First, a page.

There are old hands reading this who remember when television was entirely black and white. Monochrome television first appeared well before World War Two but few considered buying a TV set then because radios were in the middle of their Golden Age at the time with incredibly popular programming such as the Green Hornet, the Lone Ranger and Fibber McGee & Molly. It is true, however, that black and white TV was successfully debuted in the USA in 1927 (see news clipping below) and FDR was televised making a speech at the World’s Fair of 1939. The Germans, Soviets, British and French had all been in a TV “arms race” involving espionage and sabotage…the bombing of Pearl Harbor was actually televised by CBS…Hitler televised from the Eiffel Tower during World War Two after he captured Paris.
The thing was, only “early adopters” had TV sets during this time, which would be similar to the 1980s for personal computers. You can read more about this on a great site called TVHistory.TV
This situation changed drastically after World War Two ended. Americans had spent the war going to the local cinema to see news reels of the troops in action. They now wanted that visual experience in their homes. In 1946, televisions were already a staple in bars and clubs, where major boxing championships played out to hundreds of thousands. In 1947, Kraft Television Theater, Meet the Press and The Howdy Doody Show became major black and white hits.
CBS tried to go straight into manufacturing color TVs in the late 1940s but their attempt didn’t jive with the fact that their proprietary technology did not work with the 10 million black and white sets already in use by Americans by 1949. RCA had a huge Trinitron color TV on the market in the late 40s (it had 3 cathode ray tubes representing the primary colors) but it was only for eccentric millionaires to gawk at and there was still little in terms of color programming. It wasn’t until after the Korean War subsided in 1953 that a standard was approved that would allow programming to work with both new color sets and existing black and white TVs.
In 1954, the first “mass market” color TVs from RCA cost what would be the equivalent of buying a car today. Few people bought them, even when they could afford it as there was still very little programming for them. David Sarnoff, the Russian immigrant chairman of RCA, remained in the hot seat with his board of directors until 1964 as all other companies that tried to manufacture and market color TVs gave up.
Dragnet, the famous TV show about LA detectives, was the first to broadcast a color film episode in December 1953. Nobody noticed because the new RCA sets weren’t yet on the market. In June 1955, President Eisenhower was filmed on a color TV broadcast. Rich people noticed that. But it wasn’t until RCA color TV prices fell and Walt Disney’s Wonderful World of Color premiered in 1961 that the masses started to go out and buy color technology. In 1962, the popularity of the “colorcasted” Flintstones and Jetsons guaranteed that color TV was here to stay. By 1966, the NBC peacock was announcing that 100% of NBC programming would be in color. Sarnoff, the father and champion of color TV, would die 5 years later at the age of 80.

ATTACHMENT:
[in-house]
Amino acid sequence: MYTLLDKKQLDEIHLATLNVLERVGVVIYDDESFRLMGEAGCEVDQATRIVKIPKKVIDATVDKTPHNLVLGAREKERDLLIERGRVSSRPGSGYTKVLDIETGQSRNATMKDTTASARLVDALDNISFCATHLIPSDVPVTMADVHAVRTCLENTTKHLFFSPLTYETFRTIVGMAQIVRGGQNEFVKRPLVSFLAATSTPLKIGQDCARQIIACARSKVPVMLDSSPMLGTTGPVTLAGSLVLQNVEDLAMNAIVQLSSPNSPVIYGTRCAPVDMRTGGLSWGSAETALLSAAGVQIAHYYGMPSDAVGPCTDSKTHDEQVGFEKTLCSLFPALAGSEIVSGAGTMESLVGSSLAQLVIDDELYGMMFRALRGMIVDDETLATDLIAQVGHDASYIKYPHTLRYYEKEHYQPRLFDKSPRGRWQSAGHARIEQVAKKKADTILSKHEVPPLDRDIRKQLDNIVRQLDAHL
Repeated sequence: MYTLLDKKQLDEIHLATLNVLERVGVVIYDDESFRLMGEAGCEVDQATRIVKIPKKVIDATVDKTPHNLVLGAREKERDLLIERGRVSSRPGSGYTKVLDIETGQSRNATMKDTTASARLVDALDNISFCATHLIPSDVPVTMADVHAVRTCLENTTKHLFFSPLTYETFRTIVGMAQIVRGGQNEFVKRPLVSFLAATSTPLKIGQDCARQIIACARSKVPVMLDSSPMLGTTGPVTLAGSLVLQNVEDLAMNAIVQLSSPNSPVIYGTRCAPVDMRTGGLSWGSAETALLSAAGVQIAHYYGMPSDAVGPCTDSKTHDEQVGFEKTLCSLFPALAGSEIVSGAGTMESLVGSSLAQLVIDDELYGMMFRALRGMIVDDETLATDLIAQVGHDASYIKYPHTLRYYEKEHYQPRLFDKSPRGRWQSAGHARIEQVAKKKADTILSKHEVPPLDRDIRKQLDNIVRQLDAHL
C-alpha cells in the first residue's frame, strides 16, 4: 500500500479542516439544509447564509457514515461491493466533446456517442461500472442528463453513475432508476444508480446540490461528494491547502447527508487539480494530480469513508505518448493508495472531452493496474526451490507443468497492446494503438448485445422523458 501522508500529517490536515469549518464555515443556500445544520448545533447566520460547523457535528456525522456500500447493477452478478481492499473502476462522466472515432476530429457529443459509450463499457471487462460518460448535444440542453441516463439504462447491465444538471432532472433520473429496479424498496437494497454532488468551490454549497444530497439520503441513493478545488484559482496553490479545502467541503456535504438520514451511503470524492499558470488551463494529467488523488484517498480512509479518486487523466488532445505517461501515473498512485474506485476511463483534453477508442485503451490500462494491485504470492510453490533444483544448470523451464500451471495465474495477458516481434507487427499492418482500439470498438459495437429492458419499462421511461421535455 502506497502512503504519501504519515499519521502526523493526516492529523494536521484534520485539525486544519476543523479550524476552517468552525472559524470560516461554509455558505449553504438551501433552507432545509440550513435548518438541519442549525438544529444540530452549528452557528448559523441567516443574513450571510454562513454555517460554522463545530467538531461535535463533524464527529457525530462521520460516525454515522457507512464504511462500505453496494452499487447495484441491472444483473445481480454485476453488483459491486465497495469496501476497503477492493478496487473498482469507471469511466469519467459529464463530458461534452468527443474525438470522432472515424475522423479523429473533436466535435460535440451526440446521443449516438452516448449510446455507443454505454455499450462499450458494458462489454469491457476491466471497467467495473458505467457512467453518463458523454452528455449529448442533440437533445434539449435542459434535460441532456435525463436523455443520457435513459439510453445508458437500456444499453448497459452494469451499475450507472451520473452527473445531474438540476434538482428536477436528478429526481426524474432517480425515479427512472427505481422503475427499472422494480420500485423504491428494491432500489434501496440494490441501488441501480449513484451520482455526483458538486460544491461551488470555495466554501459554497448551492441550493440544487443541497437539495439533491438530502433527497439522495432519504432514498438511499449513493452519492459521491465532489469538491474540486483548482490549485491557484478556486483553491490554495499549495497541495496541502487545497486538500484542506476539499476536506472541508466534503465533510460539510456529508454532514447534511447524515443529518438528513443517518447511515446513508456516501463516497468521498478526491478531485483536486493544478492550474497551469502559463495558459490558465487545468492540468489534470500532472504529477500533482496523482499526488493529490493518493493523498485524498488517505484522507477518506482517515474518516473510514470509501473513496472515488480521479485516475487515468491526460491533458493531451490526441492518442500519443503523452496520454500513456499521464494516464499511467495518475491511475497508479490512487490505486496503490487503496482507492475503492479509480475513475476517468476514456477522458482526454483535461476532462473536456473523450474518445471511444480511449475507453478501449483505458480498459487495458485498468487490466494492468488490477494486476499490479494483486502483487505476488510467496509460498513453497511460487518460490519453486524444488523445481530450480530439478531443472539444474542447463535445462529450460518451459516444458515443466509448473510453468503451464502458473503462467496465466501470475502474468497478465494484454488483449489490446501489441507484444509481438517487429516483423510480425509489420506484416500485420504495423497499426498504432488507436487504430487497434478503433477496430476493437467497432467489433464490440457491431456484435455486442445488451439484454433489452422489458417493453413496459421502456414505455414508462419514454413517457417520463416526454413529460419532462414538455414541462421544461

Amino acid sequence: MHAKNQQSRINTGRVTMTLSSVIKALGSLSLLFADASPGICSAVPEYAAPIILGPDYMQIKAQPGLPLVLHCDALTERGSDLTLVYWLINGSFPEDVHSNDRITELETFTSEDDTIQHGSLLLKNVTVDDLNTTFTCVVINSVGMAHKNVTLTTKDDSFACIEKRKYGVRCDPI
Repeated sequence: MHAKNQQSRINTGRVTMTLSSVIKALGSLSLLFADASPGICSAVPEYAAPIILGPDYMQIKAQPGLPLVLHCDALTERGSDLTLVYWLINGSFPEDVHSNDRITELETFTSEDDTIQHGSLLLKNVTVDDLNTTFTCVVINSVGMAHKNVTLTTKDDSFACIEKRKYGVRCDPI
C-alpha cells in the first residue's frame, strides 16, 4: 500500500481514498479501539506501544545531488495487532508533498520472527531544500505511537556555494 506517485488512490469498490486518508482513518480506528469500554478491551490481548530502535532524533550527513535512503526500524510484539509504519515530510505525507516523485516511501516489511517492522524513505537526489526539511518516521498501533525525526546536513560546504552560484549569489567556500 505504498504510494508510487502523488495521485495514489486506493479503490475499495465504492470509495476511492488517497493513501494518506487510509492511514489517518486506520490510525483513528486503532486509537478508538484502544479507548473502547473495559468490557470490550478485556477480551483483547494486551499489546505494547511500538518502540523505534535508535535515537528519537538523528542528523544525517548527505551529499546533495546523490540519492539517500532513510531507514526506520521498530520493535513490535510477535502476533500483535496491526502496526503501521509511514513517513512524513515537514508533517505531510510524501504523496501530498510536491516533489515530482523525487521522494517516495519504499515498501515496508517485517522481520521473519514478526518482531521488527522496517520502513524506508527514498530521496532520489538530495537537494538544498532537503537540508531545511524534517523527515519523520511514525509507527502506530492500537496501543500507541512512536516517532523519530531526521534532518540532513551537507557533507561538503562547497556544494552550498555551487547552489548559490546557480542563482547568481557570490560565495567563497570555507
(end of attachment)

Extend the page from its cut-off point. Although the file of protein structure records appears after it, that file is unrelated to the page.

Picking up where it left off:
Let’s fast forward to 2009. Black and white email inboxes have been the standard since most of us started reading email in inboxes 20 years ago (thanks to Compuserve).
But it doesn’t have to stay that way and, if the above history teaches anything, it won’t.
Viktor Tatarov, CEO of the WebCEO company that helps webmasters tweek and monitor the hits they receive on websites, has developed a means by which color corporate icons appear in the inbox of major email programs whenever an SPF or DomainKey authenticated email arrives from that company’s domain(s).
These colorful “anti-phishing” icons, often the favicons that appear in the URL toolbar of web browsers, now appear in the email inbox list panel of users of the SenderOK Email Plug-in, which is downloadable at SenderOK.com. This now works in Microsoft Outlook as well as the webmail programs Hotmail/Live, Gmail and Yahoo. Only reputable companies, not spammers, will be allowed to have their emails appear with their corporate icons.
This will be a bolt from the blue for email marketers pursuing the Holy Grail called “Email Deliverability”. With SenderOK icon presentation, spam email will be separated from serious business email literally as black and white is to color. Email that comes from known reputable senders will be saved from the spambox, at least long enough for users to decide whether to unsubscribe or verify that they personally consider that otherwise reputable sender to be issuing spam. SenderOK can also act like a Nielsen rating box, letting senders know about the anonymous behavior of users in terms of how many users opened their email and how many deleted without reading.
Google has just announced that they will be doing something similar with Gmail Anti-Phishing Keys and their new newsletter unsubscribe service, but they are still thinking in terms of black and white…for now.
Take a look at the future which is here and now. Whether Tatarov and SenderOK will get all the credit or whether Google, Microsoft, Yahoo and AOL will develop and implement similar technology on their own, doesn’t change the fact that the email inbox, like television, will after a 20 year delay, finally move from black and white to color.